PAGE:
vollume 145, pages 57-68 (2007):

"The Limiting Hole Pressure in Three Dimensions"

Vasileios Symeonidis and Bruce Caswell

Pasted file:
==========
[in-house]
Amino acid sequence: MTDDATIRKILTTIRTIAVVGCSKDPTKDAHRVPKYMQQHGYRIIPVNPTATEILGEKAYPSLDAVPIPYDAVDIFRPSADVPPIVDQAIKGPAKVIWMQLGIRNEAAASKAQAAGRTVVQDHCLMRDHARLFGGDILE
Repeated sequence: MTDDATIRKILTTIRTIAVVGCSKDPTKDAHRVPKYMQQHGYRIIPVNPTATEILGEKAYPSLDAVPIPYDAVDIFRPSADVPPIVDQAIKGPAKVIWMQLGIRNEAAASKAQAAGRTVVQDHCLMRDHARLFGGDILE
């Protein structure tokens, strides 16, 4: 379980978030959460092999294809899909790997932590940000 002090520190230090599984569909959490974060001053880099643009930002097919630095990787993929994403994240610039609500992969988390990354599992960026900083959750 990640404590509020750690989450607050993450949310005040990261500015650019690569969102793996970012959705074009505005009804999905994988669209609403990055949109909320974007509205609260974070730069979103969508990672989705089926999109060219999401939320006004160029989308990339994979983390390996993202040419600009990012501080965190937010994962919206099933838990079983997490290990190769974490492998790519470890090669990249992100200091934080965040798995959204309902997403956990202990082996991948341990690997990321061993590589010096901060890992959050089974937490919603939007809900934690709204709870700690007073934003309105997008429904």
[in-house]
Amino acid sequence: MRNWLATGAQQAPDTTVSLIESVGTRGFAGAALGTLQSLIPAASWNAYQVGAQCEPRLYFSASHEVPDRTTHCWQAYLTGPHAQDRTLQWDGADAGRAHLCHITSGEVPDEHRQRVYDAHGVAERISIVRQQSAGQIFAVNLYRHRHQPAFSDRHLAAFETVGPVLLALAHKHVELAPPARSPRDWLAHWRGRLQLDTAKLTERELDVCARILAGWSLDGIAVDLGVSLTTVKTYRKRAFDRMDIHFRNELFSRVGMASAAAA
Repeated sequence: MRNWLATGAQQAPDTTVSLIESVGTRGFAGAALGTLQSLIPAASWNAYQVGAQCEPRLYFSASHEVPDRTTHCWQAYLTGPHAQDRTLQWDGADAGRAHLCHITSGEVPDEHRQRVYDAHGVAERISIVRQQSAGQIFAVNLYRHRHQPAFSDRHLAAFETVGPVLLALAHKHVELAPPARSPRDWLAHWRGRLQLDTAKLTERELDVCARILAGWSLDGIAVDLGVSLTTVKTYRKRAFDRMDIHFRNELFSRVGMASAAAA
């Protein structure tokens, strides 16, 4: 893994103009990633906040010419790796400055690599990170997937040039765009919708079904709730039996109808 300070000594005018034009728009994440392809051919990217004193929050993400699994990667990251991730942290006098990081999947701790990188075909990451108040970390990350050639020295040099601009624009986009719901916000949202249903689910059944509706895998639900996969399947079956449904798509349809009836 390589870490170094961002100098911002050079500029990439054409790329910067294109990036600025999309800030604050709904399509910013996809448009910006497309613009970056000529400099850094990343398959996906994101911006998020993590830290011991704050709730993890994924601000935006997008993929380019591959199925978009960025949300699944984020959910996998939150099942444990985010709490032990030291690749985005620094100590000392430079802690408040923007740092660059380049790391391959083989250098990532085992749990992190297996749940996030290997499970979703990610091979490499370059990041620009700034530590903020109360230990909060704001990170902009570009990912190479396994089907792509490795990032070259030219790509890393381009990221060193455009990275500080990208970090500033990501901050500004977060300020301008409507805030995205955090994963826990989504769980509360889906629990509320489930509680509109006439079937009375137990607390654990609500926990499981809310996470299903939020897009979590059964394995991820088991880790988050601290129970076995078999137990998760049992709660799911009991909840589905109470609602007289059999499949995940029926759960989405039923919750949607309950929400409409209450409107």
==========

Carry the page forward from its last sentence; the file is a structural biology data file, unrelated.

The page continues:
Abstract: The three-dimensional analog of the Giesekus-Tanner (G-T) theorem [B. Caswell, Non-Newtonian flow at lowest order: The role of the Reiner-Rivlin stress, J. Non-Newtonian Fluid Mech., 133(1):1-13, 2006] allows the flow in the vicinity of a pressure tap to be analyzed with the solution of the inertialess flow of a Reiner-Rivlin fluid just as G-T was used [R.I. Tanner and A. Pipkin, Intrinsic Errors in Pressure-Hole Measurements, Trans. Soc. Rheol., 14:471, 1969] to analyze the corresponding two-dimensional flow with the Stokes solution. Later [E. A. Kearsley, Intrinsic Errors for Pressure Measurements in a slot along a flow, Trans. Soc. Rheol., 14(3):419-424, 1970] extended the Tanner-Pipkin analysis to the rectilinear flow in a channel with a parallel slot. In the two-dimensional case the Tanner-Pipkin term is the hole pressure relative to the Stokes value (usually neglected), and is determined solely by the first normal stress function evaluated at the wall shear rate of the undisturbed flow. It is thus ``intrinsic'' since dimensional analysis suggests the hole pressure should also depend on the hole geometry. Kearsley's result is independent of slot geometry only in the limit that the slot is deep and very narrow relative to the size of the main channel. In three-dimensions the Tanner-Pipkin term again contibutes an intrinsic pressure independent of hole geometry, but now it is now relative to the Reiner-Rivlin value which itself depends on the hole geometry and is not negligible. Hence the complete hole pressure in three-dimensions requires the solution of the Reiner-Rivlin problem which in general will be obtained numerically. The latter is formulated for numerical simulation so that the hole pressure can be read off from values of the pressure field without any post-processing calculation of velocity gradients. The numerical simulations were performed with a three-dimensional spectral element code [G.E. Karniadakis and S.J. Sherwin, Spectral/hp Element Methods for CFD, Oxford University Press, 1999] well suited to the efficient solution of flow problems in complex geometries. The limiting values of the Reiner-Rivlin hole pressure have been obtained for several hole/channel ratios. Numerical results for the larger holes are not in agreement with the H-P theory [K. Higashitani and W. G. Pritchard, A kinematic calculation of intrinsic errors in pressure measurements made with holes, Trans. Soc. Rheol., 16(4):687-696, 1972], and for such holes the Stokes hole pressure was found to be in the measurable range.